Category Archives: It's Monday What Are You Reading

It’s Monday. What Have I Been Reading?

What Are You Reading, is where we gather to share what we have read this past week and what we plan to read this week.  It is a great way to network with other bloggers, see some wonderful blogs, and put new titles on your reading list.

What I’ve Read:
Iron Man: Demon in a Bottle — Getting ready for “Iron Man 2,” of course.
UR by Stephen King (audio) — An intriguing novella about a guy who gets a unique Kindle. Ties in to the Dark Tower series.
The Swimming Pool by Holly Le Craw
Lest Darkness Fall by L. Sprague De Camp
Eyes Like Leaves by Charles De Lint
You Are Here by Jennifer A. Smith

What I’m Reading:
The Dark Room by Minette Walters
Riding the Rap by Elmore Leonard — Been watching and enjoying “Justified” on FX. Was curious about the source material for the character of Rayland Givens.

What I Plan to Read:
The Time Machine by H.G. Wells — a re-read for book club. Our theme this month is time travel and the book goes with “Lest Darkness Fall.”


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It’s Monday…What Am I Reading?

Well, it’s Monday and that can only mean one thing….

It’s Monday. What Are You Reading?

Here’s what I’ve read since last week:

WWW: Watch by Robert J. Sawyer
I hit the library jackpot last week with three books I’ve been looking forward to coming in at the same time.   However, it was the new Sawyer novel that grabbed my attention first.  It’s the middle installment of a new trilogy and if you haven’t read WWW: Wake, you’re going to be pretty confused.   The first book put the pieces in place and the second book begins to move them together toward the final installment.   I’ll have to say that the book doesn’t suffer from middle book syndrome with a lot of treading water as we set a few events in motion for the final leg of the journey.  The story concerns an emerging artificial intelligence on the World Wide Web and its unique relationship with Catlin Decker and her family.   Sawyer juggles several different plot threads as they effectively come together, building up to the novel’s final few pages that end on a cliffhanger.  No one is in danger but there are still a lot of things left to resolve and it should make it difficult to wait a year to find out how it all plays out.

Agent to the Stars by John Scalzi
In the preface, Scalzi talks about his being his “tester” novel–the one he wrote to see if he could do it.   It’s the story of an alien race that decides to come to Earth after intercepting our broadcast signals.  They’ve decided not to invade but instead hire a Hollywood talent agent to help them make their big debut.   There’s just one small problem–the aliens are gelatinous and smell pretty foul.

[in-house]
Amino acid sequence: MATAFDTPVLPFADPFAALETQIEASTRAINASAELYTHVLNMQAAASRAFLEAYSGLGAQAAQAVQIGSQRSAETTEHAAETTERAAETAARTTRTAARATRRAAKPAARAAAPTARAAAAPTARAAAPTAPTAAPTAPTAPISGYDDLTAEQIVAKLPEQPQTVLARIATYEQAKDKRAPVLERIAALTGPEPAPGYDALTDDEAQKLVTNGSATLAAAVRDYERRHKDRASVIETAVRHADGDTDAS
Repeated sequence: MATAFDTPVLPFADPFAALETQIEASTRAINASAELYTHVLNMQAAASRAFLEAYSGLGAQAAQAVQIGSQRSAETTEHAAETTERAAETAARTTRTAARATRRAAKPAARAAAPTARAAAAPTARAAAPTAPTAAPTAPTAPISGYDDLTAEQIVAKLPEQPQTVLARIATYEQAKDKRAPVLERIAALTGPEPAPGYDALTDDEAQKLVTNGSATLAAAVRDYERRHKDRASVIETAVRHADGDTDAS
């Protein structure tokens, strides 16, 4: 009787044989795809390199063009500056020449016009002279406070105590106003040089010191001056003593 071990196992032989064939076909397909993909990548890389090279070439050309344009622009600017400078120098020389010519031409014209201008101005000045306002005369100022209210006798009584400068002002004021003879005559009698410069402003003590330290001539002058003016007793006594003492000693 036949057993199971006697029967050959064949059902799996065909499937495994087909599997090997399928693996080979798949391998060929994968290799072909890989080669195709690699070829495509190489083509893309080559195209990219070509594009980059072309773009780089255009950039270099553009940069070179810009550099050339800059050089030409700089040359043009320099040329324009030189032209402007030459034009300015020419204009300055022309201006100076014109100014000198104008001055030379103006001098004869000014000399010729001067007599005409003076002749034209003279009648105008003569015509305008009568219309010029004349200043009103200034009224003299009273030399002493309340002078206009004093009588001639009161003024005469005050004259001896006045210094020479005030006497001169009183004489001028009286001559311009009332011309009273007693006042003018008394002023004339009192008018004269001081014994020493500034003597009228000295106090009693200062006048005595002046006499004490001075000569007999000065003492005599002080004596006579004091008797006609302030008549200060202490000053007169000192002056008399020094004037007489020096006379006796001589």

The story takes off from there, alternating between the alien (whose name is Joshua) trying to find a way to live among humanity and Scalzi’s narrator taking funny shots at various Hollywood celebrities and films.   The tone is very much like his “The Android’s Dream” at times with a more Pratchett-like tone to some of the segments.  Thankfully, unlike a lot of imitators, Sclazi can pull off being witty without it feeling forced or overstaying its welcome.  Had I not known this was a first novel for Scalzi, I might not have necessarily guessed.

Jumping Off Swings by Jo Knowles
Ellie and Josh are two teenagers who have a one-night stand in the back of Josh’s van.  The novel starts off in the awkward moments after their coupling and explores their reaction to events as well as that of two close friends.  Told from the first-person perspective of each character, the story switches points of view, allowing us inside the heads of each character and offering a fascinating, compelling and (at times) frightening look at what it’s like to grow up today.

Of course, Ellie ends up pregnant after a mishap with the birth control and the story begins to examine the impact of that on all the players involved.  By going inside the minds of the various characters, we get an interesting view and Jo Knowles captures a lot of the angst and uncertainty of being a teenager without being over the top or overly angsty about it. The novel does look at the decisions made and their impact on each of the characters in an honest, refreshing way.

What I’m Reading Now:

The Dream of Perpetual Motion by Dexter Palmer
Still reading it since the other three books vied for and won my attention.   I know, I know…I’m terribly unfaithful to my books.

Curse of Chalion by Lois McMaster Bujold
Reading it for a book group and honestly, not loving it.  I love the Miles space opera stories, but Bujold’s fantasy just doesn’t grab me.  Every time I try to read it, I get frustrated by it.  I may have to give up on this one again and throw in the towel